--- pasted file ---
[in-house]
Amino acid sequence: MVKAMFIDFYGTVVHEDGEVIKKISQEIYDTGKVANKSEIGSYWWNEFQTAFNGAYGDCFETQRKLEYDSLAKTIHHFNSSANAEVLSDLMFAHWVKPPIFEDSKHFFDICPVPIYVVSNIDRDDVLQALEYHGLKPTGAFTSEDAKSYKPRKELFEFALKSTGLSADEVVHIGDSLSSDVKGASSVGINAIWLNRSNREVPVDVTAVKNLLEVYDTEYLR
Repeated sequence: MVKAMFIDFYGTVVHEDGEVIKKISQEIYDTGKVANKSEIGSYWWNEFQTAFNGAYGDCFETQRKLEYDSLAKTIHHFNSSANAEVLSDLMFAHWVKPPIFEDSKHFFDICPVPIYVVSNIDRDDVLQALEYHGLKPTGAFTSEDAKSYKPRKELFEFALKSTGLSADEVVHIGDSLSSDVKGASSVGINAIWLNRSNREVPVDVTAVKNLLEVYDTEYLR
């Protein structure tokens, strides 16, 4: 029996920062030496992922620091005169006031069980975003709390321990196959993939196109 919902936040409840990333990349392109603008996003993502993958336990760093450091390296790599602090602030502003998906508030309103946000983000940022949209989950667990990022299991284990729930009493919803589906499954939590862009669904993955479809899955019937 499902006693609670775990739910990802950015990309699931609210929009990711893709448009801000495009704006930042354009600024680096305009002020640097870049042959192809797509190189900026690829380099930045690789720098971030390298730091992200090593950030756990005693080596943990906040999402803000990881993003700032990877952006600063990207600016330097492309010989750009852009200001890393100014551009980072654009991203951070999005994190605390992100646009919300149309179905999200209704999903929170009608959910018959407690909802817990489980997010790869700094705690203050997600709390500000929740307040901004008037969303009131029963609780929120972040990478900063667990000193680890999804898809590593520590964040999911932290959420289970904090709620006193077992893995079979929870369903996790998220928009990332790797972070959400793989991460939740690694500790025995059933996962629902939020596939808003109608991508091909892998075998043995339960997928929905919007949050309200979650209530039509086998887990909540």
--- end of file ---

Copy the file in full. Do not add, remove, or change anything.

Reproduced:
[in-house]
Amino acid sequence: MVKAMFIDFYGTVVHEDGEVIKKISQEIYDTGKVANKSEIGSYWWNEFQTAFNGAYGDCFETQRKLEYDSLAKTIHHFNSSANAEVLSDLMFAHWVKPPIFEDSKHFFDICPVPIYVVSNIDRDDVLQALEYHGLKPTGAFTSEDAKSYKPRKELFEFALKSTGLSADEVVHIGDSLSSDVKGASSVGINAIWLNRSNREVPVDVTAVKNLLEVYDTEYLR
Repeated sequence: MVKAMFIDFYGTVVHEDGEVIKKISQEIYDTGKVANKSEIGSYWWNEFQTAFNGAYGDCFETQRKLEYDSLAKTIHHFNSSANAEVLSDLMFAHWVKPPIFEDSKHFFDICPVPIYVVSNIDRDDVLQALEYHGLKPTGAFTSEDAKSYKPRKELFEFALKSTGLSADEVVHIGDSLSSDVKGASSVGINAIWLNRSNREVPVDVTAVKNLLEVYDTEYLR
């Protein structure tokens, strides 16, 4: 029996920062030496992922620091005169006031069980975003709390321990196959993939196109 919902936040409840990333990349392109603008996003993502993958336990760093450091390296790599602090602030502003998906508030309103946000983000940022949209989950667990990022299991284990729930009493919803589906499954939590862009669904993955479809899955019937 499902006693609670775990739910990802950015990309699931609210929009990711893709448009801000495009704006930042354009600024680096305009002020640097870049042959192809797509190189900026690829380099930045690789720098971030390298730091992200090593950030756990005693080596943990906040999402803000990881993003700032990877952006600063990207600016330097492309010989750009852009200001890393100014551009980072654009991203951070999005994190605390992100646009919300149309179905999200209704999903929170009608959910018959407690909802817990489980997010790869700094705690203050997600709390500000929740307040901004008037969303009131029963609780929120972040990478900063667990000193680890999804898809590593520590964040999911932290959420289970904090709620006193077992893995079979929870369903996790998220928009990332790797972070959400793989991460939740690694500790025995059933996962629902939020596939808003109608991508091909892998075998043995339960997928929905919007949050309200979650209530039509086998887990909540």